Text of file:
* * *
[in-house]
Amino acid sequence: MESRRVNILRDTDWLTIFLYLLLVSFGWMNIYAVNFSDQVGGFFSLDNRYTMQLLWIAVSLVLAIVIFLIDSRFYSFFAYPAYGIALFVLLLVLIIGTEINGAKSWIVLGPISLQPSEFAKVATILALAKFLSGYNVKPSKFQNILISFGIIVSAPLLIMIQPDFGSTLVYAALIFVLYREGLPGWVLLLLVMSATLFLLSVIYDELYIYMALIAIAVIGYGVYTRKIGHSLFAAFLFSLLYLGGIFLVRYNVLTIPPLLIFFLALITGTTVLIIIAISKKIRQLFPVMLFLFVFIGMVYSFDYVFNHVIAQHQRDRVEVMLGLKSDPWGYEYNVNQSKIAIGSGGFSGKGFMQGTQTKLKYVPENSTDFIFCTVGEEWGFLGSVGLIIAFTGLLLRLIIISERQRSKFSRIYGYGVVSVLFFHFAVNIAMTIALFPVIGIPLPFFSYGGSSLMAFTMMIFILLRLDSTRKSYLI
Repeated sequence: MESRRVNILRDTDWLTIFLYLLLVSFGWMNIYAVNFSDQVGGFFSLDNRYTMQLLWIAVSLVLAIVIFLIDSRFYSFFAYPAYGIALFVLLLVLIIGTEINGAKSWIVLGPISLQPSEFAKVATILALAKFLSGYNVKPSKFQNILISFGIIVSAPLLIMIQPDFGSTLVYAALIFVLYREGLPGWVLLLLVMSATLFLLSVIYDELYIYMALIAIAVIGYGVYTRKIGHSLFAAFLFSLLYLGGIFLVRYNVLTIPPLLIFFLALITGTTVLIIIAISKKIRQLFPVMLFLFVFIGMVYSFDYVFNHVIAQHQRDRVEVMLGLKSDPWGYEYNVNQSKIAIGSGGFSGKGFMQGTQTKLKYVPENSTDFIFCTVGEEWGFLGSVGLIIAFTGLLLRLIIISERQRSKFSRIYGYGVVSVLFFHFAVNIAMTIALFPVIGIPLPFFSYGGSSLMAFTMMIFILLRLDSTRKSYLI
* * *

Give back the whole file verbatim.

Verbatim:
[in-house]
Amino acid sequence: MESRRVNILRDTDWLTIFLYLLLVSFGWMNIYAVNFSDQVGGFFSLDNRYTMQLLWIAVSLVLAIVIFLIDSRFYSFFAYPAYGIALFVLLLVLIIGTEINGAKSWIVLGPISLQPSEFAKVATILALAKFLSGYNVKPSKFQNILISFGIIVSAPLLIMIQPDFGSTLVYAALIFVLYREGLPGWVLLLLVMSATLFLLSVIYDELYIYMALIAIAVIGYGVYTRKIGHSLFAAFLFSLLYLGGIFLVRYNVLTIPPLLIFFLALITGTTVLIIIAISKKIRQLFPVMLFLFVFIGMVYSFDYVFNHVIAQHQRDRVEVMLGLKSDPWGYEYNVNQSKIAIGSGGFSGKGFMQGTQTKLKYVPENSTDFIFCTVGEEWGFLGSVGLIIAFTGLLLRLIIISERQRSKFSRIYGYGVVSVLFFHFAVNIAMTIALFPVIGIPLPFFSYGGSSLMAFTMMIFILLRLDSTRKSYLI
Repeated sequence: MESRRVNILRDTDWLTIFLYLLLVSFGWMNIYAVNFSDQVGGFFSLDNRYTMQLLWIAVSLVLAIVIFLIDSRFYSFFAYPAYGIALFVLLLVLIIGTEINGAKSWIVLGPISLQPSEFAKVATILALAKFLSGYNVKPSKFQNILISFGIIVSAPLLIMIQPDFGSTLVYAALIFVLYREGLPGWVLLLLVMSATLFLLSVIYDELYIYMALIAIAVIGYGVYTRKIGHSLFAAFLFSLLYLGGIFLVRYNVLTIPPLLIFFLALITGTTVLIIIAISKKIRQLFPVMLFLFVFIGMVYSFDYVFNHVIAQHQRDRVEVMLGLKSDPWGYEYNVNQSKIAIGSGGFSGKGFMQGTQTKLKYVPENSTDFIFCTVGEEWGFLGSVGLIIAFTGLLLRLIIISERQRSKFSRIYGYGVVSVLFFHFAVNIAMTIALFPVIGIPLPFFSYGGSSLMAFTMMIFILLRLDSTRKSYLI